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10 Ways to Reduce Printing Costs for Instruction Booklets

A young woman reading a Product Assembly Manual

Printed Instruction Booklets

Most consumer products come with printed instructions. These instructions offer essential information about assembling, operating, and maintaining the product. In order to provide information that is detailed and thorough, these instructions often take the form of a multi-page booklet.

Fortunately, when it comes to printing instruction booklets, there are a variety of ways to minimize the cost. By exploring the different options available to you, you can reduce your printing expenses without compromising on quality.

With that in mind, here are 10 recommendations that will result in the lowest possible cost for your instruction booklets...

1. Use Saddle-Stitch Binding

Saddle Stitching is the most economical binding style. Though it is a very simple binding method, it provides a very professional appearance and adds minimal weight or bulk to the printing.

Saddle stitched books are made from printed sheets of paper that have been folded in half. The folded sheets are nested together and several wire staples are driven through the fold line to secure the sheets into a booklet.

After the booklet has been stapled, the pages are folded tighter together and the three open edges of the book are trimmed uniformly. Each folded sheet creates four pages of the book.

A man reading a saddle stitched Instruction Booklet
Saddle Stitching is the most economical binding choice for printed booklets

2. Pick the Self-Cover option

Most books and booklets use a heavier paper stock for the cover. These are known as "Plus-Cover" books and require two separate production runs - one for the lighter interior pages and one for the heavier outside cover. Because the paper types for the pages and cover are not the same, each has to cycled through the printing press separately, then matched up and collated together prior to binding.

Conversely, a booklet made with the "Self Cover" option uses the exact same type and weight of paper for the cover as it does for the pages. Because the paper is the same throughout, the entire booklet can be printed, folded, and assembled in a single production run rather than two.

Hence, the efficiency of manufacturing Self-Cover booklets saves time and effort, resulting in a lower unit price.

3. Select a Standard Size

The most common page size in the United States is 8.5" x 11". As such, 8.5" x 11" paper is readily available and very economical. The 11" x 17" paper size is also very common and affordable.

If you follow our advice about using the Saddle-Stitch binding method for your instruction booklets, a booklet with a finished size of 8.5" x 11" will be constructed from sheets of 11" x 17" paper that have been folded in half. Likewise, a booklet with a finished size of 5.5" x 8.5" will be constructed from sheets of 8.5" x 11" paper that have been folded in half.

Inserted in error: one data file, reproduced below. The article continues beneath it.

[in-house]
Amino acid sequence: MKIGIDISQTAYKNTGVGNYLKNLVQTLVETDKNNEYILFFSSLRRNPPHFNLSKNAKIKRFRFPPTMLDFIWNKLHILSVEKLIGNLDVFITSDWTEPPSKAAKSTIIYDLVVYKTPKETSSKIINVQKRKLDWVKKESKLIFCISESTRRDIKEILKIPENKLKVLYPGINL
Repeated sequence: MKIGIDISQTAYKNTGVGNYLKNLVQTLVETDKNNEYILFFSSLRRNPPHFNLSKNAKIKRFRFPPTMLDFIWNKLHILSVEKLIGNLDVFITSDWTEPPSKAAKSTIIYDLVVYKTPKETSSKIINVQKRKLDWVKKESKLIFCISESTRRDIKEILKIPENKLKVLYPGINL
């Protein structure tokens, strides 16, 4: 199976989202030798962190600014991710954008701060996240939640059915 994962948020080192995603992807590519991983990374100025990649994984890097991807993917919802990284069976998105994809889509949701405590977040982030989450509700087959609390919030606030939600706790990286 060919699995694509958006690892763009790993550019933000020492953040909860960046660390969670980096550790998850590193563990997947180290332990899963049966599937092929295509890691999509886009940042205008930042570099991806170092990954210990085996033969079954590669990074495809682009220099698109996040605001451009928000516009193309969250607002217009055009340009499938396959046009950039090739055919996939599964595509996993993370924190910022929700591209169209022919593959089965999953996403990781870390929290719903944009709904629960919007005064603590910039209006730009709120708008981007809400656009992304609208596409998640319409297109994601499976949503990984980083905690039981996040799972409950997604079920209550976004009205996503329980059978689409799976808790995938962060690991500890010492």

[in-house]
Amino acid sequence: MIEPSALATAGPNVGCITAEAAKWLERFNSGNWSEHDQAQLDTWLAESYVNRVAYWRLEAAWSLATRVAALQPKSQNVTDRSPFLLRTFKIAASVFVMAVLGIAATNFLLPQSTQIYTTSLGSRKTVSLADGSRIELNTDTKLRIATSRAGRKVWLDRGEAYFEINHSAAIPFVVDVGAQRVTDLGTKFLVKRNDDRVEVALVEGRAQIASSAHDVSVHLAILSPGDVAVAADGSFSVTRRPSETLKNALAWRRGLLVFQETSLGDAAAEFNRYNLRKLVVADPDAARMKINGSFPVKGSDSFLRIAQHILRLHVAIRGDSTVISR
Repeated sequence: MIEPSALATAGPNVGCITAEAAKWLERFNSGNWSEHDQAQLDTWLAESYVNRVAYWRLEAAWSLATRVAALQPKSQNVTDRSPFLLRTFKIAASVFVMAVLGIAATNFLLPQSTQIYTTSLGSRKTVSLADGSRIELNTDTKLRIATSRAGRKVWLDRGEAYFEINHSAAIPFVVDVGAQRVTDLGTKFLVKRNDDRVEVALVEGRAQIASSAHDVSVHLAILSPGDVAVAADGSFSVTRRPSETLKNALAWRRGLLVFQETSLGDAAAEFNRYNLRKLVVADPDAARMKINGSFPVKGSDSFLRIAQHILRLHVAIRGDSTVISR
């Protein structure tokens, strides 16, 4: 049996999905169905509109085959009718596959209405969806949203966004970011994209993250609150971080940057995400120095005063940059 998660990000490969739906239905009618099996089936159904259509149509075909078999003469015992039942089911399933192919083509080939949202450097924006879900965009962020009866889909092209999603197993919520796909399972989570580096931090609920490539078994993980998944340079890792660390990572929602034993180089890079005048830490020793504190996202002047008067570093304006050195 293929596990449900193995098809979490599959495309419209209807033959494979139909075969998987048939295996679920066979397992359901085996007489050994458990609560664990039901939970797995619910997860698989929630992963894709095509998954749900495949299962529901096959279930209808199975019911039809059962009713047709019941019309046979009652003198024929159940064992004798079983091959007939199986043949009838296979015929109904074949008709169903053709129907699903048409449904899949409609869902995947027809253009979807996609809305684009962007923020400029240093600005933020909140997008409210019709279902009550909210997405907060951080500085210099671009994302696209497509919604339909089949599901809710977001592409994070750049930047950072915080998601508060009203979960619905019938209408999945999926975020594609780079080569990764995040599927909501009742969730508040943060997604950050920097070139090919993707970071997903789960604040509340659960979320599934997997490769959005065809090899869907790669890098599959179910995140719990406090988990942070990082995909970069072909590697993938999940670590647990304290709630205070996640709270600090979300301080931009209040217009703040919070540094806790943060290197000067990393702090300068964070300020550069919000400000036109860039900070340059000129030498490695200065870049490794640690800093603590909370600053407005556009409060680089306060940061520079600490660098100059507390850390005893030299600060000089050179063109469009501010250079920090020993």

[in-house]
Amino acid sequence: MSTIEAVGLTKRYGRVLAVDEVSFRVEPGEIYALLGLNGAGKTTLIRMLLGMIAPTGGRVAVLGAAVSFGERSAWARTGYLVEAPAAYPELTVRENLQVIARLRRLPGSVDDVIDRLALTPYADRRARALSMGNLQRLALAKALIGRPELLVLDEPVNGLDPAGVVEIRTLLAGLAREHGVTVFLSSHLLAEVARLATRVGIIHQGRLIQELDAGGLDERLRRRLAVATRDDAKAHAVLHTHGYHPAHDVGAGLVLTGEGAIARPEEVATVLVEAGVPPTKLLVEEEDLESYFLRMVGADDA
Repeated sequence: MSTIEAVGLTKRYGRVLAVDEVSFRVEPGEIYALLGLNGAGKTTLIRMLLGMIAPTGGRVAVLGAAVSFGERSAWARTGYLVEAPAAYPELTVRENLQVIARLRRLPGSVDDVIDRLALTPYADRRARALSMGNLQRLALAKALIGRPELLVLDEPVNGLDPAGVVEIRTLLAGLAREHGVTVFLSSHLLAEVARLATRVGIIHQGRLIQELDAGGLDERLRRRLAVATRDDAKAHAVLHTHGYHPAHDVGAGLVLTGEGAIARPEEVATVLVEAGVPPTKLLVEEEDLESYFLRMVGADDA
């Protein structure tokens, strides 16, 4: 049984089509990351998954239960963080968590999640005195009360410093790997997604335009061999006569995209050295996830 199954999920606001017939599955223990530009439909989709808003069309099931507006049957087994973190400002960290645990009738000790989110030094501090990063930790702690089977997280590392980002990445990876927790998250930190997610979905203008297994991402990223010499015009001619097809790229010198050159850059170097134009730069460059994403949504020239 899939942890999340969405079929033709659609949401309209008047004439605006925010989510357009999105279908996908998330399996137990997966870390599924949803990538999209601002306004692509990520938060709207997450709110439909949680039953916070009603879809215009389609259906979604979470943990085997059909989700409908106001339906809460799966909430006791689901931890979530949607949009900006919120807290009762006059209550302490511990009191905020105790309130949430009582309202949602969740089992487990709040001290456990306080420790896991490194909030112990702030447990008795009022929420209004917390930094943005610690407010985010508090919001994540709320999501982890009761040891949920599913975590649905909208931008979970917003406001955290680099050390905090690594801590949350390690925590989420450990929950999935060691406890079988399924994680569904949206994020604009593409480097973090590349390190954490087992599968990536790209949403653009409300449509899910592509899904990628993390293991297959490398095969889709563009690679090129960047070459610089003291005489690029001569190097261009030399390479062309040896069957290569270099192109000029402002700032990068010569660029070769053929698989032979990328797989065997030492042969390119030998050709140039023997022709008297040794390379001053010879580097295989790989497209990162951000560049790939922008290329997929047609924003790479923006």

Because these paper sizes are so common, booklets made with a standard finished size of 8.5" x 11" or 5.5" x 8.5" will result in the best price. This is especially true when using a sheet-fed digital press to print on standard cut sheet sizes and the artwork has no bleed (see Item #4 below).

Sheet-fed offset presses use large parent sheets instead of cut sizes. Even though these larger sheets must be cut down to the desired size after being printed, the booklet sizes of 8.5" x 11" and 5.5" x 8.5" are still among the most economical sizes for traditional offset presses.

4. Don't use Artwork with a Bleed

In printing, a Bleed refers to any portion of artwork that extends beyond a sheet's trim line. Usually set to extend 1/8" past the edge(s) of a sheet's finished size, the bleed areas are trimmed off when the sheet is cut to the desired size.

The bleed area acts as a buffer zone to allow for any vibration or shifting that might occur during the printing or trimming operations. This allows the printed artwork, such as a background design, pattern, or color, to extend all the way to the outer edge(s) of the finished piece without the base paper color showing along any perimeter edge that has a bleed.

Pieces that require a bleed are printed on sheets larger than the desired finished size and then trimmed down to the finished size. For example, if your instruction manual has a finished size of 8.5" x 11" and requires a bleed, it won't be able to be printed on standard 8.5" x 11" paper (or standard 11"x 17" paper if using saddle stitch binding). The paper will need to be larger to accommodate the bleed area(s) and the trimming necessary.

Of course, the excess paper trimmed off with the bleed will be waste, which will add to the overall paper cost of the project. Though bleeds are great for colorful and/or promotional print projects that need creative flair, it is best to forego the use of bleeds when striving for the lowest possible cost on no-frills documents like instruction booklets.

5. Go with a Portrait Orientation